Wake County

March 25, 2014

Research group calls for improving NC roads

A report from TRIP, a nonprofit Washington research group, estimates that congestion and unsafe or poor-quality roads cost the average Triangle motorist $1,005 a year. The group calls for more state and federal money to relieve urban traffic jams, replace obsolete bridges and upgrade poor-quality roads.

A national research group funded by road builders reckons that Triangle motorists are losing $1,005 apiece every year, simply because North Carolina doesn’t spend enough money to keep our travels safe, smooth and free of congestion.

A 24-page report released Tuesday by The Road Information Program, known as TRIP, calls for more state and federal money to relieve urban traffic jams, replace obsolete bridges and upgrade poor-quality roads.

The report estimates what motorists in each of five urban areas waste on vehicle operating costs, traffic delays and accidents that can be attributed to bad roads. These annual estimates range from $949 in Asheville to $1,513 in Charlotte.

The Triangle estimate of $1,005 could be a sign of progress. A 2010 TRIP study pegged the annual cost to local drivers at $1,350.

Will Wilkins, the Washington-based nonprofit’s executive director, called for action to replenish the dwindling federal Highway Trust Fund.

“Unless Congress acts this year to adequately fund the federal Highway Trust Fund, North Carolina is going to see its federal funding decrease dramatically starting this summer,” Wilkins said in a news release. “This will result in fewer road repair projects, loss of jobs and a burden on the state’s economy.”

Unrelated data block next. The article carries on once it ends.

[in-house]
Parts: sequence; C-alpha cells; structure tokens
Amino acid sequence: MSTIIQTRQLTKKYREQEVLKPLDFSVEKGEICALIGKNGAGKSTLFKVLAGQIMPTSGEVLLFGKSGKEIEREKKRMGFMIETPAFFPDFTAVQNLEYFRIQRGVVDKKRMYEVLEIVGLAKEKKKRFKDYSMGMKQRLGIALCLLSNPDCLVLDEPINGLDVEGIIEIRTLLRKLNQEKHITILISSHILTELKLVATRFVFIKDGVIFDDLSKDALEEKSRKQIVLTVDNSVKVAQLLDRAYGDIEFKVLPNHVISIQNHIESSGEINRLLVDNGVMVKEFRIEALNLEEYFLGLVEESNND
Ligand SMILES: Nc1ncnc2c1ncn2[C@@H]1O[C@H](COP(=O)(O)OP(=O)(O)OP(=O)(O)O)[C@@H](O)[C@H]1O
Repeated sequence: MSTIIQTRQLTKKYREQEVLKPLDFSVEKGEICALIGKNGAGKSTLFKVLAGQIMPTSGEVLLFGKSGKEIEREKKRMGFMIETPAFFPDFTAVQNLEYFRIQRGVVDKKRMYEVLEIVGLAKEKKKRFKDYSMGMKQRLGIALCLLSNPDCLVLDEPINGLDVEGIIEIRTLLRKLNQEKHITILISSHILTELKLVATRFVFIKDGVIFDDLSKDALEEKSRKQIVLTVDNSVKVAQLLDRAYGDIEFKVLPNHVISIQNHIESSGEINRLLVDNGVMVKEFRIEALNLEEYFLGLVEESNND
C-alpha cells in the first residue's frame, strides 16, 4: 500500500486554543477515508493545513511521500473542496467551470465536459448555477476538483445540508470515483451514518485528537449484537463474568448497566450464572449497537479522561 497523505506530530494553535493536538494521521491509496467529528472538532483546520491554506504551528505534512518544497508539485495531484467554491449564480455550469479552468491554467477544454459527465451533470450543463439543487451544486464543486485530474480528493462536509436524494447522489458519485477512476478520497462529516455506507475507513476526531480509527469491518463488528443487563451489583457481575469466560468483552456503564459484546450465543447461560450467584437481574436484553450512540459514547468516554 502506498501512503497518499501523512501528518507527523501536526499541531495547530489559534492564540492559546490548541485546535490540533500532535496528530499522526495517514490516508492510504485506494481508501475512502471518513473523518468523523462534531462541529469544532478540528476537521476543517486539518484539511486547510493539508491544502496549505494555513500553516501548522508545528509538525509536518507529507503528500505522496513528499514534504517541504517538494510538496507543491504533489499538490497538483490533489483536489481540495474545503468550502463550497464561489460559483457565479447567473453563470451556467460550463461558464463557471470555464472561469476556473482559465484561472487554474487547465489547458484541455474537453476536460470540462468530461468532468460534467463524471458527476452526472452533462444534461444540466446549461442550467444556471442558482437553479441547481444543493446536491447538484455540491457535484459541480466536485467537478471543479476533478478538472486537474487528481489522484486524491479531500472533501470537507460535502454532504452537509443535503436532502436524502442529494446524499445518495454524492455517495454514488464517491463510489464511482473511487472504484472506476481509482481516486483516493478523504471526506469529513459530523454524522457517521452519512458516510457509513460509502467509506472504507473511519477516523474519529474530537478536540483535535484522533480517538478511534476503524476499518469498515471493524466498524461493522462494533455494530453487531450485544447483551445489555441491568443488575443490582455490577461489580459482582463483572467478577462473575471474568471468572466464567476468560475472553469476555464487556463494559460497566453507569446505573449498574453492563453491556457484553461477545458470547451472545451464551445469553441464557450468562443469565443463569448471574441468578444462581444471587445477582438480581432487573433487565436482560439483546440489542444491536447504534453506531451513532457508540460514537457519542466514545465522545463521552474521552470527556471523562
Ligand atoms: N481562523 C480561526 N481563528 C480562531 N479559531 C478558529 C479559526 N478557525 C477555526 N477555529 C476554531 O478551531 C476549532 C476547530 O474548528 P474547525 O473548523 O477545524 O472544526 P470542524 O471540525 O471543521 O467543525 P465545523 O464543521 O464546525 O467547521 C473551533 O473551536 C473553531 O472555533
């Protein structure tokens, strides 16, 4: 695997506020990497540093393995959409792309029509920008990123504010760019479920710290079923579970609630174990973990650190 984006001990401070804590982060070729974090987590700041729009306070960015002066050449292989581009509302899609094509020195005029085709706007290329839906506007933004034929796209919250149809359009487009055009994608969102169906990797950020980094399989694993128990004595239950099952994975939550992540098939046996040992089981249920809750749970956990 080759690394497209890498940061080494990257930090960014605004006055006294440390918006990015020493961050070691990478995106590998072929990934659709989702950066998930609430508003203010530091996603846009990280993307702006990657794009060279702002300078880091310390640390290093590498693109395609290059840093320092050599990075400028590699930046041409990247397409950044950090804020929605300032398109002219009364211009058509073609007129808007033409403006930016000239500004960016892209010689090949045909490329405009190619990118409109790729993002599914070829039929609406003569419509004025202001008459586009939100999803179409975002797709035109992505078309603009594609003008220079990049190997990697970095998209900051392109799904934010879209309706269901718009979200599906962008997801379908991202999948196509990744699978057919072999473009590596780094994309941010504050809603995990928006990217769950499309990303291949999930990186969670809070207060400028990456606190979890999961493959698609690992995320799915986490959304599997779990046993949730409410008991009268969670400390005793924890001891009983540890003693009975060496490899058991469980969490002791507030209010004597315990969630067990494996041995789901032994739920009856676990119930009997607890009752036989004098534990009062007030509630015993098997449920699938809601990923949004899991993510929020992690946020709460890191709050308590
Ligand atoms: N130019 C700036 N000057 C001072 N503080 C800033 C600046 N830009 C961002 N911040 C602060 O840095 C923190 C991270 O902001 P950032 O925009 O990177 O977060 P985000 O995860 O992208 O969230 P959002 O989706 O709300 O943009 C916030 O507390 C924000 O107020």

Wilkins released the new report at a Raleigh news conference. Representatives of state and Triangle business groups were ready with their endorsements.

“As North Carolina’s population increases, we must invest in the future and continue to grow our economy – sufficient transportation is key,” Jake Cashion, government affairs director for the N.C. Chamber, said in the TRIP news release. “This report underscores the critical nature of meeting the state’s need for safe and efficient mobility, as additional demands are placed on the current transportation system.”

State and federal gas tax collections, which provide the biggest single source of transportation money, are dwindling each year as motorists reduce their fuel consumption. Nick Tennyson, chief deputy secretary for the state Department of Transportation, said DOT is looking for ways to reduce project costs and find new sources of money.

“Across the nation and in our state, we see declining transportation revenue projections,” Tennyson said by email. “At the same time we are focused on leveraging infrastructure to strengthen the economy and create jobs. Our next step, in the near future, is to address the revenue gap.”

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